I got a Fed Ex letter from my employer last night at 7pm, telling me that they only had my disability through 12/24, and so from 12/25 onward I was considered a "no show". This is just irritating. I have been coordinating my leave through the benefits department at my company, and through the insurance company that has been paying my short term disability. They have it noted that my disability lasts at least through Feb 15. And I learned last week through the insurance department that I DO get long term disability, which I had no idea. I'm not sure what getting that will mean. I don't think my paychecks will still be the 60% I've been getting, and it won't be every 2 weeks, it will only be once a month. So I have some more learning to do, plus I have to educate my company to coordinate my leave with the other departments with which I've been dealing.

I've been going bald a lot lately at home. The wigs just keep feeling scratchy or heavy or sweaty (I'm in Florida where it's 80 degrees). Early on I never could have envisioned wearing the turbans or other type of skull cap when I had 2 beautiful wigs from which to choose, but a couple weeks ago I started wearing them almost exclusively while I'm in my house, and now this past week I have mainly just been going around completely bald-headed. And I've even been going bra-less. The prosthetic breast and bra is lop-sided. I am always having to adjust the prosthesis to raise it up to sit as high up on my chest as the side that has the very full tissue expander. So I am walking around the house looking like a real beauty, lol!

Best of health and positive thoughts to all who are reading. Speaking of which, I know folks are reading.... does anyone every have any comments? I did originally start this hoping that folks who have been through this before me could offer any insights. I hope my writing "style" hasn't scared anyone away from commenting or interacting with me!

Post Edited (exqualls) : 1/14/2017 6:11:05 AM (GMT-7)


straydog
Forum Moderator


Date Joined Feb 2003
Total Posts : 14192
   Posted 1/14/2017 4:25 PM (GMT -6)   
Whoop, whoop on the LTD through your employer. All of this stuff has time limits I am sure on applying for the LTD. Get a hold of them Monday morning & find out what all you need to do to get that rolling.

I am still feeling rough will write more later. Take care.
Susie
Moderator in Chronic Pain & Psoriasis Forums

exqualls
Regular Member


Date Joined Aug 2016
Total Posts : 106
   Posted 1/16/2017 11:29 AM (GMT -6)   
MLK holiday, I can't get ahold of anyone.

I saw my onc today, and my WBC was as low as it's ever been...down to ONE.... the lowest before was 2.2. SO, I've been told to stay home and do nothing and see no one. She said I shouldn't even eat raw veggies that I wash, at least for a few days. She called in an antibiotic as a precaution.

I hope you are feeling better, Susie.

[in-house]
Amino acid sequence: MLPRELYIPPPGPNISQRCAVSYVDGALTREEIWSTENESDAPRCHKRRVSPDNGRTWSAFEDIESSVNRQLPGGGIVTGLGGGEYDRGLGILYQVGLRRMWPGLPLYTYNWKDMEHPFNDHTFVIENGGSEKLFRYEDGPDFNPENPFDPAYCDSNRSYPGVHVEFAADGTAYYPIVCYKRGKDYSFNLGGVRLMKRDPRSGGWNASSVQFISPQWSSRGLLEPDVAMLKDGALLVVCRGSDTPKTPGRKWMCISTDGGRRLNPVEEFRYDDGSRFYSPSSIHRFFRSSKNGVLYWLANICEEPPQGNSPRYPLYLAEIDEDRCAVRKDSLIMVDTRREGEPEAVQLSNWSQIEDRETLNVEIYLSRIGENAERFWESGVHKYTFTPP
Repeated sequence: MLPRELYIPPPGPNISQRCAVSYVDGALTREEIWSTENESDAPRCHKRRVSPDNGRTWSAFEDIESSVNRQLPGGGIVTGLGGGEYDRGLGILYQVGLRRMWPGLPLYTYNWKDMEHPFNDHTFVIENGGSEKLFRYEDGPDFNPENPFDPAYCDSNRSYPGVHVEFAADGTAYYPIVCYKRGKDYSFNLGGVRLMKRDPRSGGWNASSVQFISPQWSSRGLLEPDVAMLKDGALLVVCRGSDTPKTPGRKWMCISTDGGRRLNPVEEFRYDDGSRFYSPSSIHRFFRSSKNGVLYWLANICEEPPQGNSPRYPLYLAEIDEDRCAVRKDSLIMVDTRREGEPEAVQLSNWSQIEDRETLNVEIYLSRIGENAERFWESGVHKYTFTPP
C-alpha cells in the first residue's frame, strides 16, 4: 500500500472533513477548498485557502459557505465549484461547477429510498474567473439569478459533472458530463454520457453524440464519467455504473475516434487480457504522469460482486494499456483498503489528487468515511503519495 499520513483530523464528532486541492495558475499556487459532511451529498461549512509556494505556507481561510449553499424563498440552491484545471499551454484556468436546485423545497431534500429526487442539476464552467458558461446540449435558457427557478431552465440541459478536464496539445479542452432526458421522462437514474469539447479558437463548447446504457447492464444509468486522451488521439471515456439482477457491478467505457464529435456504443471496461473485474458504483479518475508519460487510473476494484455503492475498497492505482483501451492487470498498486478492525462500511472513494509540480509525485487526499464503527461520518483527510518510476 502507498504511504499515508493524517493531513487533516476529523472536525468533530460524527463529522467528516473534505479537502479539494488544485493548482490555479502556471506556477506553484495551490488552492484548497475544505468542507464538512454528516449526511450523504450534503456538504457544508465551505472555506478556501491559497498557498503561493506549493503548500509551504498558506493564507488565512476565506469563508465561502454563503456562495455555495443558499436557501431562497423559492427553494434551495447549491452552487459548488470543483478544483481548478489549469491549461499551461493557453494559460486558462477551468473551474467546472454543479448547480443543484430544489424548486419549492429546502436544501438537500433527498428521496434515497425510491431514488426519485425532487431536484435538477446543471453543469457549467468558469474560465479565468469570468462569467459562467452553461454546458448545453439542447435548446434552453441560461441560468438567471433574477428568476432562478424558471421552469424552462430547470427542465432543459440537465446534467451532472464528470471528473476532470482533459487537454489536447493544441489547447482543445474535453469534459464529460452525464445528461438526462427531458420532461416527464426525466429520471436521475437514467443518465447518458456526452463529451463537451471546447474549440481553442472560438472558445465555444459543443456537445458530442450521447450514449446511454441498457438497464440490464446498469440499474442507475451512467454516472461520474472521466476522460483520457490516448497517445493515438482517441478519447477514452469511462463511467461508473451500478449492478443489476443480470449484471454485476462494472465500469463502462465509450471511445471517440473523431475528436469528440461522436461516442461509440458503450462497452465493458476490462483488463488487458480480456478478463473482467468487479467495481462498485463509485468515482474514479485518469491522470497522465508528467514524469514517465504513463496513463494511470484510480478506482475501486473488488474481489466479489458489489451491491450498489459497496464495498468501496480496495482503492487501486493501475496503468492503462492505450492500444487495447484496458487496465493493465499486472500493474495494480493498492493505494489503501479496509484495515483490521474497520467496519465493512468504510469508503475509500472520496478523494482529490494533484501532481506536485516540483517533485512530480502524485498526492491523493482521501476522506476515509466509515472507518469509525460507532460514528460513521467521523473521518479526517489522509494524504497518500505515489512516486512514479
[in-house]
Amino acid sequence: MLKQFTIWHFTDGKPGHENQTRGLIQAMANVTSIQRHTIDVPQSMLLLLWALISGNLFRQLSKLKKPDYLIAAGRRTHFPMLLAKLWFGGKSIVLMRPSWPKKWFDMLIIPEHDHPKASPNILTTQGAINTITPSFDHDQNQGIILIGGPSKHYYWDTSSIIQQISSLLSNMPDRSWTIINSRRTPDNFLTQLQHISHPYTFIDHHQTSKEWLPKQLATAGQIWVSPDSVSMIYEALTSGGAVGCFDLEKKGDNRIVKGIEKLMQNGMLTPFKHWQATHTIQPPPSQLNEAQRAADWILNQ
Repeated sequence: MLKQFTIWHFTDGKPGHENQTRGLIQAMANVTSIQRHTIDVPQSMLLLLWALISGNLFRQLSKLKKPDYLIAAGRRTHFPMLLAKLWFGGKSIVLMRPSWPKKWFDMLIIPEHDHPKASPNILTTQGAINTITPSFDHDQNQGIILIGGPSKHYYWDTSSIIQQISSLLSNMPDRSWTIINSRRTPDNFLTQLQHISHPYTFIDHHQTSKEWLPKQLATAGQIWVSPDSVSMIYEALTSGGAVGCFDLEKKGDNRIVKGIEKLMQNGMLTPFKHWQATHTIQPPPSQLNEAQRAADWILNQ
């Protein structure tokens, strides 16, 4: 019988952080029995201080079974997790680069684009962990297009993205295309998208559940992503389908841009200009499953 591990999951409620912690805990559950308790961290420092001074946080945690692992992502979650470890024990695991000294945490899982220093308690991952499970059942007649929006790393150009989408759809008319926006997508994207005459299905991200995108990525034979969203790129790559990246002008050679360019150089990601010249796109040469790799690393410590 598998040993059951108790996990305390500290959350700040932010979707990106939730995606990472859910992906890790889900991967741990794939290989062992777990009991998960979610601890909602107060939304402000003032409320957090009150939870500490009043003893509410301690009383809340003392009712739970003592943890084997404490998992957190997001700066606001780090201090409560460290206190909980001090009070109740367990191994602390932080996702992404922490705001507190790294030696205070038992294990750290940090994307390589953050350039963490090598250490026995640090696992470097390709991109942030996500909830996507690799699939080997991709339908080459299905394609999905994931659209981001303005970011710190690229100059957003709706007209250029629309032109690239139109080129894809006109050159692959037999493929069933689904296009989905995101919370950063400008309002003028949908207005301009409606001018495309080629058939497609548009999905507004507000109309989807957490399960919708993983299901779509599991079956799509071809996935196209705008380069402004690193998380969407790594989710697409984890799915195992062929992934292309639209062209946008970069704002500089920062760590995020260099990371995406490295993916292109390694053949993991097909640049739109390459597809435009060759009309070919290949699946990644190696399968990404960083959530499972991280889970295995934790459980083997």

PS, forgot to add that I asked my onc about taking L-Glutomine during taxol, to ward off neuropathy, and she said yes, so that is good. I also found out the nausea shouldn't be as bad-- I won't need the two, really expensive anti-nausea drugs (Sancuso Patch, and Varubi pills), that I had been taking during AC treatment. Also, I won't need the Neulasta, either. Although Taxol will still lower my WBC, it shouldn't be as bad, and they would give me something less strong, Neupogen, that isn't nearly as expensive also. And, once Taxol treatment starts, I won't have to follow up with 2 days of IV fluids, like I had to during the AC treatment. Yeah!

Best of health and positive thoughts to all who are reading.

Post Edited (exqualls) : 1/16/2017 11:57:44 AM (GMT-7)


exqualls
Regular Member


Date Joined Aug 2016
Total Posts : 106
   Posted 1/18/2017 11:44 AM (GMT -6)   
Good morning folks. I'm tired of bad news!! The insurance company wrote and said they are not going to pay for the mammoprint test. I know it was an additional test, but it DEFINITIVELY put me (just barely) in the category of needing chemo. To me, it was important that I know for sure that chemo would be beneficial, not just something automatically ordered. I was borderline, afterall, as to whether I'd need chemo. But the mammoprint showed which side of the border I was truly on.

My husband called the disability attorney to see if he can get a hearing scheduled with the judge. The answer is NO. The only way to get the judge to schedule it any sooner than they feel like it is if 1). If the applicant can proved homelessness, or 2). If the applicant is basically on life-support.

I feel like babbling on more here about health and money woes, but I have to get ready now to go see the onc again, and hopefully my WBC has risen above ONE!

Best of health and positive thoughts to all who are reading.

exqualls
Regular Member


Date Joined Aug 2016
Total Posts : 106
   Posted 1/19/2017 12:26 PM (GMT -6)   
Unfortunately, yesterday my WBC was still too low-- 1.8, so I have to remain a hermit, as I'm at risk of catching anything and everything and having no way to fight it. Boo.

My chemo brain is acting up again. I tried writing an email to my workplace's benefits department, and I couldn't get it to come up anyway except as SONG LYRICS. I was writing emails as I've always written emails (or so my brain thinks), and I didn't choose any other style or font or anything, but every time I tried to write it came up as song lyrics. At first I wasn't going to send it, but I need to stay in contact, so a song lyrics email is what they're going to receive.